The announcement of a significant increase in Stafford loan rates could pose a problem for some community college students. Despite reassurances from Congress that a deal is coming, those looking for ways to pay for their postsecondary education continue to be left in a bind at this point. On the other hand, many community colleges have done away with the Safford loan option for other reasons, and students are finding alternative methods for footing their tuition bills. Check out how community colleges are dealing with the issues involving Stafford loans and finding other ways to help their students financially.
Stafford Loan Rates Doubling?
MPN Now reports that the failure by Congress to address student loan rates has resulted in a doubling of the rates for Stafford loans. Without intercession by lawmakers, students could see rates of 6.8% on loans taken out for the upcoming school year. Last year, those rates were just 3.4%.
The rate hike applies to subsidized Stafford loans, which are those in which the government pays the interest while the student is still attending college. Subsidized Stafford loans make up about one-quarter of all Stafford loans issued. Unfortunately, they are also the loans that typically go to the neediest students.
Susan Romano, director of financial aid at Finger Lakes Community College in New York, told MPN Now that the changes may prompt students to look for other ways to pay for their college education.
“I think it’s going to make families think twice about loans, especially here at a community college,” Romano explained. “It will make people possibly more conservative. Just because you can take one out doesn’t mean you need to.”
The July 1 deadline that came and went without a decision by Congress to extend the lower rate was one that lawmakers had known about for a full year. The decision was never a priority for Congress, despite promises on both sides to extend the 3.4% rate for another year. Now, Congress has reconvened and is looking at the issue once again. Lawmakers are attempting to reassure students and their parents that rate relief is on the way, but it’s not a done deal yet.
Default Rates another Concern for Community Colleges
In the meantime, community colleges are making decisions on whether to participate in the federal student loan program. In addition to the interest rate hike, schools are concerned about another growing problem linked to these loans.
Student loan default rates are on the rise at many community colleges nationwide. According to a report at Clintonnc.com, high default rates can impact a school’s ability to participate in federal loan programs. In addition, the rates could affect the availability of federal grant money.
To prevent high default rates from impacting a schools ability to land other types of financial aid, some community colleges have opted to do away with the Stafford loan program altogether. Students at those schools will not be impacted by the changes to loan rates, since these types of financing aren’t available to students in the first place.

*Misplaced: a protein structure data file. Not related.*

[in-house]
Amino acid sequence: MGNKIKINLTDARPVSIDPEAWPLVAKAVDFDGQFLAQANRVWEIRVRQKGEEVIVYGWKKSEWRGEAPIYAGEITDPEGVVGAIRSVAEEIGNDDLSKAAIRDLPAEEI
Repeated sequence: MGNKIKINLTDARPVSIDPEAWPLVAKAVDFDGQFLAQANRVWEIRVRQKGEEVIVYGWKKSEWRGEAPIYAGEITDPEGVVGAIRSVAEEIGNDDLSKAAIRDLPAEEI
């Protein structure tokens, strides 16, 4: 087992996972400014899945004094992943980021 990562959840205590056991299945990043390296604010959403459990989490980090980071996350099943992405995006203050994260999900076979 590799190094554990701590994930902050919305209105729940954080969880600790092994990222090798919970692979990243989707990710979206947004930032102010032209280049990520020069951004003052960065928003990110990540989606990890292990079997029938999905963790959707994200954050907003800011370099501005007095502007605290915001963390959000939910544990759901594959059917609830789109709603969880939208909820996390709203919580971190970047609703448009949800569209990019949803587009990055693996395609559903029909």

Sampson Community College Offers Alternatives to Stafford Loans
Clintonnc.com also reports that Sampson Community College is one school that has not offered Stafford loans since 1998. Since that time, Sampson has been joined by 25 other community colleges in the state. Another eight North Carolina schools will be opting out of the loan program for the upcoming school year.
Judy Tarte, director of financial aid at Sampson Community College, explains that students find other options for footing the bill for their education when federal loan programs are not provided. For example, the mere decision to attend community college for two years of a four-year education can save a student tens of thousands of dollars in tuition costs for those first two years.
“My son completed his first two years at Sampson Community College for approximately $4,000, and transferred to NC State University as a junior, which saved approximately $40,000,” Tarte said. “This proves first-hand that it cost a lot less to attend a community college, and students receive a good quality education as well.
In addition, schools like Sampson may receive other types of federal aid, such as Pell grants and Supplemental Opportunity grants. Schools may also be able to offer some types of scholarships to students, which can also help pay the cost of higher education.
Other Schools Opting Out
According to the Lake County News, Yuba Community College District in California is also suspending the Federal Student Loan Program, due to high default rates at colleges in the district. During the previous school year, the majority of students at Yuba College and Woodland Community College pursued other methods for paying for their education. College administrators will continue to work with students to help them find alternative means of paying for school.
Southeastern Community College is another North Carolina school that has suspended the Federal Direct Student Loan Program, citing an increasing loan default rate. The suspension of the loans will begin with the upcoming school year. Students will still be able to apply for non-federal private student loans and/or scholarships, according to WECT. The school also offers a payment plan to help students pay their tuition bills.
This video offers another take on Stafford Loans.
Paying for higher education has become a major obstacle for some students seeking a degree today. The increase in Stafford loan rates has highlighted the problem without providing a viable solution. Fortunately, students attending community colleges can find affordable ways to foot the bill for their education, often without relying on federal student loans to do so.
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